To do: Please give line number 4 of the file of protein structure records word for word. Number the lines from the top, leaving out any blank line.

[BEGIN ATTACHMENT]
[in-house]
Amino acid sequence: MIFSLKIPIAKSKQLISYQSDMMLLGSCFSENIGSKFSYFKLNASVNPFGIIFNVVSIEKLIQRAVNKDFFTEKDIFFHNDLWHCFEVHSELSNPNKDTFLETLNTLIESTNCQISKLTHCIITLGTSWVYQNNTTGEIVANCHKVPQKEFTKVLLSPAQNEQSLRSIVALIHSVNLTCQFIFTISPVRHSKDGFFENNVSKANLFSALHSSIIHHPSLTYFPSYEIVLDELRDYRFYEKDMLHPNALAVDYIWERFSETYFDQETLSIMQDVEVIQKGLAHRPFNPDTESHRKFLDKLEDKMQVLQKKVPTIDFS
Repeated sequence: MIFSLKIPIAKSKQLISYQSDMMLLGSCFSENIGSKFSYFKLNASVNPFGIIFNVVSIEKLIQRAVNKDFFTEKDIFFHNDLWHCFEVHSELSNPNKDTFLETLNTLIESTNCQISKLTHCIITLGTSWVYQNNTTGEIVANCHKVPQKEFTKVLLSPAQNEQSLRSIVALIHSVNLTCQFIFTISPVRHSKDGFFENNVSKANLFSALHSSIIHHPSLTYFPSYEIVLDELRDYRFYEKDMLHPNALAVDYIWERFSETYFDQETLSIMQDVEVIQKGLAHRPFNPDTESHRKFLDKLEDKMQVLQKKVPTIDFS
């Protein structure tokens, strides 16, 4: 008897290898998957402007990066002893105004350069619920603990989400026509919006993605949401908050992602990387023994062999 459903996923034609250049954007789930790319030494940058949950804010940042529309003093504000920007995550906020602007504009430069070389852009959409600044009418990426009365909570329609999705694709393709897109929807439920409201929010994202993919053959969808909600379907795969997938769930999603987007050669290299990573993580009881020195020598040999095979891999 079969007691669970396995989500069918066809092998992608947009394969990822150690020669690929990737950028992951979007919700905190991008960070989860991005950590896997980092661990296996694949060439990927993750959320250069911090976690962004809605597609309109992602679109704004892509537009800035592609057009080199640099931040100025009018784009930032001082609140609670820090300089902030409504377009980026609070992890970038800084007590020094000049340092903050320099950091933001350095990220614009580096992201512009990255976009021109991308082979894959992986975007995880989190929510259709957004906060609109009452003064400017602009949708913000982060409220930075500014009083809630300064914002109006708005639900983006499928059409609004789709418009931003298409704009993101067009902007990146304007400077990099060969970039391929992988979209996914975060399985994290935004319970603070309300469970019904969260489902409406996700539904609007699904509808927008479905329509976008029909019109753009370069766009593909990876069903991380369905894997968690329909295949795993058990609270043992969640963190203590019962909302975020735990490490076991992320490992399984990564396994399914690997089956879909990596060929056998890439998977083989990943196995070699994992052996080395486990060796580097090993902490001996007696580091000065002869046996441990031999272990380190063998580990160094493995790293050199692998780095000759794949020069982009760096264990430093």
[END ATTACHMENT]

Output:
């Protein structure tokens, strides 16, 4: 008897290898998957402007990066002893105004350069619920603990989400026509919006993605949401908050992602990387023994062999 459903996923034609250049954007789930790319030494940058949950804010940042529309003093504000920007995550906020602007504009430069070389852009959409600044009418990426009365909570329609999705694709393709897109929807439920409201929010994202993919053959969808909600379907795969997938769930999603987007050669290299990573993580009881020195020598040999095979891999 079969007691669970396995989500069918066809092998992608947009394969990822150690020669690929990737950028992951979007919700905190991008960070989860991005950590896997980092661990296996694949060439990927993750959320250069911090976690962004809605597609309109992602679109704004892509537009800035592609057009080199640099931040100025009018784009930032001082609140609670820090300089902030409504377009980026609070992890970038800084007590020094000049340092903050320099950091933001350095990220614009580096992201512009990255976009021109991308082979894959992986975007995880989190929510259709957004906060609109009452003064400017602009949708913000982060409220930075500014009083809630300064914002109006708005639900983006499928059409609004789709418009931003298409704009993101067009902007990146304007400077990099060969970039391929992988979209996914975060399985994290935004319970603070309300469970019904969260489902409406996700539904609007699904509808927008479905329509976008029909019109753009370069766009593909990876069903991380369905894997968690329909295949795993058990609270043992969640963190203590019962909302975020735990490490076991992320490992399984990564396994399914690997089956879909990596060929056998890439998977083989990943196995070699994992052996080395486990060796580097090993902490001996007696580091000065002869046996441990031999272990380190063998580990160094493995790293050199692998780095000759794949020069982009760096264990430093």